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The Stark Law: Changes for Group Practice Compensation

The Stark Law: Changes for Group Practice Compensation

September 27, 2021

On December 2, 2020, the Centers for Medicare & Medicaid Services (“CMS”) published the Final Rule, “Modernizing and Clarifying the Physician Self-Referral Regulations” that included several revisions and updates for group practices under the Stark Law. CMS delayed the effectiveness of the changes related to group practices until January 1, 2022 to ensure physician practices have the opportunity to make any needed changes in order to meet all of the new requirements.

Overall Profits

Physicians in a group practice may be paid a share of the overall profits of the group. In the Final Rule, CMS revised the definition of “overall profits” to emphasize that profits from all the designated health services (“DHS”) must be aggregated before distributing. The group must either aggregate profits from all DHS of the entire group, or aggregate profits from all DHS of a component of the group consisting of at least five physicians.

 No Split-Pooling

Overall profits can be divided among one or more group practice component(s) consisting of at least five physicians. All profits arising from all DHS referred by physicians in that component must be aggregated before distributing. CMS clarified that a group cannot compensate its physicians based on profits from one type of DHS, and a group cannot pool and distribute profits from DHS on a service-by-service basis. For example, a group practice that provides two types of DHS—imaging and laboratory services—cannot distribute the profits from laboratory services to one subset of physicians and distribute profits from diagnostic imaging to a different subset. A group practice that distributes profits from different categories of DHS would not qualify as a group practice under the Stark Law regulations.

 Deeming Provisions

CMS revised the regulations to highlight that overall profits must be divided in a reasonable and verifiable manner. Certain methodologies of sharing overall profits outlined in the regulations are deemed not to directly relate to the volume or value of referrals. CMS finalized revisions to use the term “overall profits” in the first two deeming provisions in order to articulate more clearly that the deeming provisions related to methods for distributing a share of overall profits, not profits or revenues.  Effective January 1, 2022, the share of overall profits will be deemed not to directly relate to the volume or value of referrals if one of the following conditions is met:

  • Overall profits are divided per capita or per physician in the group;
  • Overall profits are distributed based on the group’s revenues attributed to services that are not DHS and would not be considered DHS if they were payable by Medicare; or
  • Revenues derived from DHS constitute less than 5% of the group’s total revenues and the portion distributed to each physician constitutes 5% or less of the physician’s total compensation.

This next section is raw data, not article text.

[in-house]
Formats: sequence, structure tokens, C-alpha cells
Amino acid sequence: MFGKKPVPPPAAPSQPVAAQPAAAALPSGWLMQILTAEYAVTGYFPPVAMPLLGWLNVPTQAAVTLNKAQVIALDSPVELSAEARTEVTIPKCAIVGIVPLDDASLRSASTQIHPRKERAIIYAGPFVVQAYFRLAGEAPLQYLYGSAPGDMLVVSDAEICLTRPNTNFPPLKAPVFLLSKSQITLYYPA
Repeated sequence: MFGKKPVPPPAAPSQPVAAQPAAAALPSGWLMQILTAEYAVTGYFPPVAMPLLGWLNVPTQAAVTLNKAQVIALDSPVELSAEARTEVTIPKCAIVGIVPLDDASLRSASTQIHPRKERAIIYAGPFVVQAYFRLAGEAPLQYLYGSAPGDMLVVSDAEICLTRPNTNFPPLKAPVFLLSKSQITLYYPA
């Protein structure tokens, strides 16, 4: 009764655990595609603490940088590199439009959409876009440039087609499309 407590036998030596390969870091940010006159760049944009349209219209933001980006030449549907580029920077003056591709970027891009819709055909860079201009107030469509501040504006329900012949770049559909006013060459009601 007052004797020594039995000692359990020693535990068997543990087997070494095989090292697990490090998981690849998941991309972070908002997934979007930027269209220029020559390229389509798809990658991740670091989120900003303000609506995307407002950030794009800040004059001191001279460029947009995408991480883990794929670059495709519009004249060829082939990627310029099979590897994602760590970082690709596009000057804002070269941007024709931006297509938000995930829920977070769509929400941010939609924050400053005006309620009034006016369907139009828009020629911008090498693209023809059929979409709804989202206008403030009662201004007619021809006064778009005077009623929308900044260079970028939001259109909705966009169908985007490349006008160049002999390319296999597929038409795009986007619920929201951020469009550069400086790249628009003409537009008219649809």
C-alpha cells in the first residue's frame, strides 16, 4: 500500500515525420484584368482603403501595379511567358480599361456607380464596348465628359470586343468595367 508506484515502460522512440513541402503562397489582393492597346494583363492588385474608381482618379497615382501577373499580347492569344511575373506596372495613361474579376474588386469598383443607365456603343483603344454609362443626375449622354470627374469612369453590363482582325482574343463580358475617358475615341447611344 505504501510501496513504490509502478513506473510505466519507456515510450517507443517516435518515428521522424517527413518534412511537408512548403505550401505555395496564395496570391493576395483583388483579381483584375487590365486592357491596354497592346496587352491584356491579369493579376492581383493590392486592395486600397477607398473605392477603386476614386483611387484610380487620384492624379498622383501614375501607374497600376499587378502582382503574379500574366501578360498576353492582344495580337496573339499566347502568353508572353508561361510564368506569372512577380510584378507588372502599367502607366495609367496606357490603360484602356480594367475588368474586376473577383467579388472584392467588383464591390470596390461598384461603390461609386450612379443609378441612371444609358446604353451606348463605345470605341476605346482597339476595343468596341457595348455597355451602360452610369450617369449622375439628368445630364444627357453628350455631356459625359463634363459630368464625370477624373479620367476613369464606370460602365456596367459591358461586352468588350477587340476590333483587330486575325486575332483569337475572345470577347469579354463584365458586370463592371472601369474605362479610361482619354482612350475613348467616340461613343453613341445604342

Eligibility Standards and Retaining Profits

CMS clarified that practices may distribute a share of overall profits but are not required to do so. If the group practice wishes to distribute a share of overall profits, the group practice may determine how much of the overall profit to share and which physicians are entitled to receive a share.

In comments to the Final Rule, CMS stated that there is nothing in the regulation that prohibits using standards to determine who is eligible for a share of profits. For example, a group practice could use eligibility standards based on full-time versus part-time or length of service with the group, as long as the eligibility standard does not result in the payment of a profit share that is determined in a manner that is directly related to the volume or value of a physician’s referrals. Similarly, the group practice is not required to distribute all profits from DHS. Once aggregated, the group practice may choose to retain some of the profits or distribute all profits.

 Distribution Methodologies

CMS also explained that a group practice may utilize different distribution methodologies to distribute shares of overall profits to physicians in a component of the group consisting of at least five physicians. After aggregating the profits from all DHS referred by physicians in the component, the group may divide profits within that component according to one permissible methodology. The group must utilize the same methodology for every physician in that component; however the group can use a different methodology to divide profits for another component. For example, the group practice could distribute profits to one component using a per-capita methodology and distribute to another component using a personal productivity methodology.

Value-Based Enterprises

The Final Rule also provides an exception for certain group practice profits related to value-based arrangements. Profits from DHS that are directly attributable to a physician’s participation in a value-based enterprise (“VBE”) may be distributed to the physician participating in the VBE. CMS clarified that only profits from DHS can be distributed and not revenues. Group profits from DHS derived from a physician  participating in a VBE could be distributed directly to the participating physician, including profits from DHS referred by the physician.